Surviving a Long-Distance Relationship in College

img_0557My boyfriend and I started dating during our sophomore year in high school, went to college 3 hours apart, and now he’s in Europe while I’m in the United States. We’ve been together for 7 years and in a long-distance relationship for 5 of those years, normally seeing each other once every three months.

If you’re in a long-distance relationship, you know it has its challenges. If you’re in a relationship that’s turning into a long-distance relationship, you know the uncertainty that comes with it. This is what I’ve learned from my long-distance relationship (LDR):

If you’re graduating high school, go to the college that’s best for you, not where your significant other is going. I’m all for you considering the same school(s), but in the end, make sure you apply to some schools for yourself, and make an unbiased decision when you pick a college.


  1. Choose a college for yourself, not the relationship. You want to go to a college where you’ll be happy, regardless of whether or not your relationship works out. (In case you haven’t read our other blog posts, transferring is a struggle; make an informed decision the first time around to reduce the likelihood of you transferring.)could-go-right
  2. Going to different colleges provides space to grow. Everyone changes during college; being forced to meet new people and experience things on your own is an important part of growing that will most likely be hindered if you go to college with your significant other. My boyfriend and I changed a lot during college but we grew together, rather than growing apart. I credit this to our similar underlying values and principles, and good communication (read on for more about communicating).
  3. My boyfriend and I went to different colleges for our freshman year. I went to a 2-year college, so after my sophomore year, I needed to transfer to get my bachelor’s. When I applied to colleges to transfer to, I included his college on my list. For financial reasons, I decided against transferring to his college; looking back, I believe I made the right decision. (As an added bonus of going to different schools, I was able to experience his college’s campus life when I visited him without paying their tuition!)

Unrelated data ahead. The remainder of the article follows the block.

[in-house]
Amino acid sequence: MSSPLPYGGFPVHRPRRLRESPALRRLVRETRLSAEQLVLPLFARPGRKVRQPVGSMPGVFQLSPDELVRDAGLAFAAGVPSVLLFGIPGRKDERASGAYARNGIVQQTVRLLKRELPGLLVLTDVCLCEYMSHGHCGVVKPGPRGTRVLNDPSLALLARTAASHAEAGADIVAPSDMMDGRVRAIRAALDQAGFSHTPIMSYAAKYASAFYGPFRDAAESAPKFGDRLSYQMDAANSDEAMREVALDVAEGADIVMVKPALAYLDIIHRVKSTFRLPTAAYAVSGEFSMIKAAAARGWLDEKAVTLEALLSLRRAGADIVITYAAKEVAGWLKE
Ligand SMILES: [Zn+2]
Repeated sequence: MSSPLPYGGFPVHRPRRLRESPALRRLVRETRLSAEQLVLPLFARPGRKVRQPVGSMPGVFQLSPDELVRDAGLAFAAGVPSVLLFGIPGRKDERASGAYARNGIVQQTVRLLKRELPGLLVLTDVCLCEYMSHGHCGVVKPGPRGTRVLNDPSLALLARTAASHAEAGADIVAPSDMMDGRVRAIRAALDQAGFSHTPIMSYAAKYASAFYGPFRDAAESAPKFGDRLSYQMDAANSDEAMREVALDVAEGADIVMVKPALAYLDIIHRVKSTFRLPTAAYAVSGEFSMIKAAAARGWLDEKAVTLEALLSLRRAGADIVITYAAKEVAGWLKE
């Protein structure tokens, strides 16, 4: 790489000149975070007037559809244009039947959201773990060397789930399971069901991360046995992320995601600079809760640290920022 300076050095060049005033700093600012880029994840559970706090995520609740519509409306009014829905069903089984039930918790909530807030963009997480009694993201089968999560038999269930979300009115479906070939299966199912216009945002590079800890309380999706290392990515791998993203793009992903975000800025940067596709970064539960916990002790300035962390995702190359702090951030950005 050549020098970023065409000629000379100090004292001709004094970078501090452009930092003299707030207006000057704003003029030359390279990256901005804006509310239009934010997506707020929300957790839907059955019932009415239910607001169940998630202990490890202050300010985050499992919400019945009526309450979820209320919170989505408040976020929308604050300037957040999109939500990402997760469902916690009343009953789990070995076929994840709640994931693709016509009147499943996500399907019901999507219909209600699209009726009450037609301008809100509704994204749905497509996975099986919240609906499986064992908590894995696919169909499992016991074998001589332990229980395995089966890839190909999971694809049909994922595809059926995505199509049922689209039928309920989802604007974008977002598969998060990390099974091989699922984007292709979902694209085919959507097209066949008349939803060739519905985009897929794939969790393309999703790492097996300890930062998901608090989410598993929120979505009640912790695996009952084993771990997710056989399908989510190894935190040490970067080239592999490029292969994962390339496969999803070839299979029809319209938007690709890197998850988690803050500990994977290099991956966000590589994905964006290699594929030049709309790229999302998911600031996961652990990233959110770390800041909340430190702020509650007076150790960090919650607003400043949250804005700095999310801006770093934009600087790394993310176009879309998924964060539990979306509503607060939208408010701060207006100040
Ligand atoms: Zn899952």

Going into a LDR is like walking into a dark tunnel together, unsure of what’s ahead and unsure whether or not you’ll make it out the other side together.

  1. img_0555Whether or not you’re with your current significant other when you make it out of the tunnel, you will make it out the other side, and chances are, you’ll still have someone (or several best friends) by your side.
  2. When you walk into the tunnel, and for the duration of the walk, hold each other’s hands (figuratively). Stay in contact, encourage and push each other, and be there for each other.
  3. Going into a LDR, I wish someone had told me that if it’s meant to work out, it will. If it isn’t meant to, it won’t. Put effort into the relationship, but don’t stress over it. Recently my boyfriend and I made the (obvious) realization that if we both want the relationship to work, it will. Trust each other. Your relationship won’t end unless one of you decides to end it. If you’re both in it for the long haul, you’ll make it out of the tunnel together.


When you’re physically apart, keep yourself busy! This will help time fly by and keep your mind off the fact that your significant other is far away. The last thing you want to do during a LDR is sit around waiting to see them again.

Set up a (flexible) contact schedule or method so that you know when you’ll hear from each other again. Luckily, texting allows you to stay in contact all day (if you have time for that), but it’s important to do more together while you’re apart than just text. Here are some options:

  • Text every night before bed
  • Call each other once a day
  • Watch a movie together over Skype/Facetime
  • Set up weekly Facetime “dates”
  • Write each other old-fashioned letters as penpals
  • Snapchat: Within the last year or so of our relationship, my boyfriend and I have started using Snapchat a lot. Snapchat allows us to text while also seeing each others’ faces, which is always nice.

Being in a LDR will strengthen your relationship. This picture explains it perfectly:


Above all else, though, the key to a LDR is communication. My boyfriend and I have made it through obstacles that we wouldn’t have without good communication. If you’re worried about something, let them know. If you’re unsure about something, ask them. (And of course, tell them you love them!) In the end, your significant other should be your best friend; make sure you have open communication in your relationship.


I wish you the best of luck with your LDR, and feel free to contact me, follow me on Instagram, or comment below!

– Sarah C.